The broad arrangement of the book will be familiar to established Age of Sigmar players. The rules section is broken up like so:
- Core Rules – Much more comprehensive than previous attempts. This includes not only phase-to-phase gameplay but also list building, new generic artefacts, command traits, spells, and prayers. It also explains how to read technical documents like battle profiles and battleplans. These aren’t included here, just how to read them, which is probably a good call. There’s also a “Player’s Code”, a list of good conduct for players to follow. It’s very corny but nothing objectionable and opening the chapter up with it sets things off on a good foot.
- Open Play – Probably the most overlooked game mode, there is more of an attempt here at making it like a more laid-back Matched Play. Rather than a laissez-faire, “Anything goes” approach players are given a recommended board size and point values (seriously, points in Open?!) but without the shackles of mandatory battleline. There’s also random charts for deployment and objectives. While still a bit of a snoozefest, it’s an improvement for players who just want to throw down and roll some dice.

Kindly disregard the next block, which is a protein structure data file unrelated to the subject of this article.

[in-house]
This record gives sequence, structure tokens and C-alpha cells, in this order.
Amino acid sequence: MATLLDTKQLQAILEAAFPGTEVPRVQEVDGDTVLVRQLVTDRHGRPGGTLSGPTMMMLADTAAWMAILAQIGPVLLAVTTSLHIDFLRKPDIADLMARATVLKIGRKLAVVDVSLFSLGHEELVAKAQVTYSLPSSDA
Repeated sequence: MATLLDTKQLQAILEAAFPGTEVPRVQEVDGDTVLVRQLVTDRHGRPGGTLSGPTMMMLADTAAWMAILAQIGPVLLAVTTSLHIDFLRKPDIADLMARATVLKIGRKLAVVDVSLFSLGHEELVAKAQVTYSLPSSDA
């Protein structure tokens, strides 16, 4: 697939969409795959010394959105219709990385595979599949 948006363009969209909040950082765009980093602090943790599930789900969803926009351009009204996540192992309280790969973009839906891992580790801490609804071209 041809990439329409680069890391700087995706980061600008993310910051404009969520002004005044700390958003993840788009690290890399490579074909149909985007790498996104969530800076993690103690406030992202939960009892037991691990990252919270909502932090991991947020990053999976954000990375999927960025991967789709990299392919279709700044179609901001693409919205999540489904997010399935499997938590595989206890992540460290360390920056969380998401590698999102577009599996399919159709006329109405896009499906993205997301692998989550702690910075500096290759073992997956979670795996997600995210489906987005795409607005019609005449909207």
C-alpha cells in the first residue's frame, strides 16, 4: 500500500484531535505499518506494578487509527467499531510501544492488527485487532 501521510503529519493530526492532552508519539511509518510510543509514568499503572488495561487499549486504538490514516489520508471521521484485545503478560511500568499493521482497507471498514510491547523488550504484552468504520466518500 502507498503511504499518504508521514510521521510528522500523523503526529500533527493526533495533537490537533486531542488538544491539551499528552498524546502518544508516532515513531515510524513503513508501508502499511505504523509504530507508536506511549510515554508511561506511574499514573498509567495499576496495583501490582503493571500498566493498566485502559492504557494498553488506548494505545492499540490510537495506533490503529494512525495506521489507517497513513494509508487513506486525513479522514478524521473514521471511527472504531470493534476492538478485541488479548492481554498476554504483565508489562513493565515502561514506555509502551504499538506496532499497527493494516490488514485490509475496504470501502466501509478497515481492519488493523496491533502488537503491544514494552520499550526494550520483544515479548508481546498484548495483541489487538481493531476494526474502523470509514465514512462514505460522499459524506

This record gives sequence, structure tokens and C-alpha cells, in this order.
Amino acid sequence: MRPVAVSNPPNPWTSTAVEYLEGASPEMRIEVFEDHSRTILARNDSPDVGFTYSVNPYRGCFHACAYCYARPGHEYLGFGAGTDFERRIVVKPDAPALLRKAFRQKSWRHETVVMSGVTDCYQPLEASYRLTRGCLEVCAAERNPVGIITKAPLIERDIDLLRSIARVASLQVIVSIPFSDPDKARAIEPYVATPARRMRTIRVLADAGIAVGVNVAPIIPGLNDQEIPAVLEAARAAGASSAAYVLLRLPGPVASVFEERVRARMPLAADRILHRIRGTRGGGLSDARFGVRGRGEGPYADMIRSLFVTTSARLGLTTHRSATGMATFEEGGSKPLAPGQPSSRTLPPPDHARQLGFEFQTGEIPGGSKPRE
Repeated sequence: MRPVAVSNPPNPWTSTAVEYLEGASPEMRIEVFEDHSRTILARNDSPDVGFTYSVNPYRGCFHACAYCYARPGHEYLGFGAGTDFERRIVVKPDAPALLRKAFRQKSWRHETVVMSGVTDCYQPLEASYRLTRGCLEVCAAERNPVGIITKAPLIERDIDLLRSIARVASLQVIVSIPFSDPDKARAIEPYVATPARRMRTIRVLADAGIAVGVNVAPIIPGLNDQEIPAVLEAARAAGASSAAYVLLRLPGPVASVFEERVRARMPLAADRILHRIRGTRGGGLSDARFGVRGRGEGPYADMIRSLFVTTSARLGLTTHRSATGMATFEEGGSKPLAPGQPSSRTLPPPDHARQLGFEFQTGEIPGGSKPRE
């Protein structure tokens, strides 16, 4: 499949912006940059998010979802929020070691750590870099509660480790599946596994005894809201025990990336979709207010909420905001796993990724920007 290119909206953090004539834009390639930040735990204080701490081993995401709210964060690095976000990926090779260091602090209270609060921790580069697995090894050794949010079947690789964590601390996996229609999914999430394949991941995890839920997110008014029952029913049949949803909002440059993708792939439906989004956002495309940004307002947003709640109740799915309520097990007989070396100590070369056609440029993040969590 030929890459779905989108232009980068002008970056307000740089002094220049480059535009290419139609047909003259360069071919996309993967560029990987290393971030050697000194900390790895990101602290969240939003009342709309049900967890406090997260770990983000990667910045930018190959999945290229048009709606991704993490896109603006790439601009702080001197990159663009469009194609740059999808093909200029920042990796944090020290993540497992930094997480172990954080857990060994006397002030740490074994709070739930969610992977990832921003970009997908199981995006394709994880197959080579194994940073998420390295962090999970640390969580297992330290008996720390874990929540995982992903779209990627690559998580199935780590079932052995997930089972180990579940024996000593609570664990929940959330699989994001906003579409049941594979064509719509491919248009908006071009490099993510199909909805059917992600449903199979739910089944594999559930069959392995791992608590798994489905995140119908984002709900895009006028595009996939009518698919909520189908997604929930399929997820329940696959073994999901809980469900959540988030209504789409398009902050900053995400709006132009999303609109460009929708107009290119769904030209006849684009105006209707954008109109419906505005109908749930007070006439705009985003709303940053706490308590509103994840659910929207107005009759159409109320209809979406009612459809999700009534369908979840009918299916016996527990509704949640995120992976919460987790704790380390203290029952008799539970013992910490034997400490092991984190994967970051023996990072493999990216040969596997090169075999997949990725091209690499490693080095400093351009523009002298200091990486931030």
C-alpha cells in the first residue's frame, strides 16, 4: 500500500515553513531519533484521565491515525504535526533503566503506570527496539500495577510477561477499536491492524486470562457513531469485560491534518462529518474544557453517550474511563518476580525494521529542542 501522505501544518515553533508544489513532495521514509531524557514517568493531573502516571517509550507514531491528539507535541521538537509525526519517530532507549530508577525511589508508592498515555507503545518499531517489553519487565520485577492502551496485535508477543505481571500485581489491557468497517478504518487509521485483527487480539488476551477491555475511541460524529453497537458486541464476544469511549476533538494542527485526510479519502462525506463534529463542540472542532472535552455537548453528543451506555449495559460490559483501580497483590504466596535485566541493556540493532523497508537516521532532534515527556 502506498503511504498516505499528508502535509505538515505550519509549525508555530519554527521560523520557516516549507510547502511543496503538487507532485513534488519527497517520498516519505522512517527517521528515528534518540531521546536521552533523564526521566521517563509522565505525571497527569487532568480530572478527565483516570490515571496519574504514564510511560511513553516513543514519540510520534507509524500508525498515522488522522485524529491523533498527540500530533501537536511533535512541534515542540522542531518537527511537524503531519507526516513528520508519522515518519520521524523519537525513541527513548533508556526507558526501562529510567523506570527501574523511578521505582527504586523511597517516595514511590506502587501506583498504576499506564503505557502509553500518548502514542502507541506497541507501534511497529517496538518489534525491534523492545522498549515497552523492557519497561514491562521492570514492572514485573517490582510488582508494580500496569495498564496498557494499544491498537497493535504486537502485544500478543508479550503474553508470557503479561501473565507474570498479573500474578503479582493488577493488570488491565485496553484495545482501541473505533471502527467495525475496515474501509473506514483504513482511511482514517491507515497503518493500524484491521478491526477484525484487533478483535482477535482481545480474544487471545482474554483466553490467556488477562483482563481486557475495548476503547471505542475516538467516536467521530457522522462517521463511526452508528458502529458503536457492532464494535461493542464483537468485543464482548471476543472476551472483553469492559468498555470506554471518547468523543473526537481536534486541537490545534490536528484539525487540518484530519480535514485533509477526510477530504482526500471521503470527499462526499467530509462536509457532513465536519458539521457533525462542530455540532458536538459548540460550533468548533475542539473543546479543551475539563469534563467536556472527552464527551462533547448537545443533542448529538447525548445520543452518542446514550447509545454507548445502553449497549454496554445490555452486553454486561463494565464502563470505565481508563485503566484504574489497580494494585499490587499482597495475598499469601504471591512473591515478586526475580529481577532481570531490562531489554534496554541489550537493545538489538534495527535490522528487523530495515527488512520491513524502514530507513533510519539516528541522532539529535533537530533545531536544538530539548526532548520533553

- Narrative Play – Perhaps the biggest changes to the rules, this section has been replaced with the new and refined Path to Glory campaign which, folks, I’m telling you now is some stellar stuff. They’ve clearly learned some lessons from 40k’s Crusade rules and taken them a step further, creating a base set of rules that are surprisingly deep with a lot of room for growth. There’s warband rules, rules for designing your own stronghold and how to gain territory, and upgrades and battle scars. Like everything else, we’ll be exploring this more in depth in the coming weeks.
- Matched Play – The “core game” for much of the player base, this is presented similar to Open Play with more restrictions. Most of these aren’t new – the cap on Heroes, Behemoths etc. for a given point limit and how to choose a General all return. There are some new things here, however: Reinforcements are a mechanic that puts a limit on how many times you can increase a unit’s size beyond the minimum. The impact this change will have on army construction and play are yet to be seen but it’s all very clean and easy to understand. Rounding it out are three battleplans, which is a disappointing step down from 6, but of course the General’s Handbook will include many more.
- Conquest Unbound – A bit of a subset of Narrative and Open type games, these asymmetrical game modes allow you to model different types of atypical battles like Sieges, Subterranean Battles and battles with 3 or more players.
Presentation and Ease of Use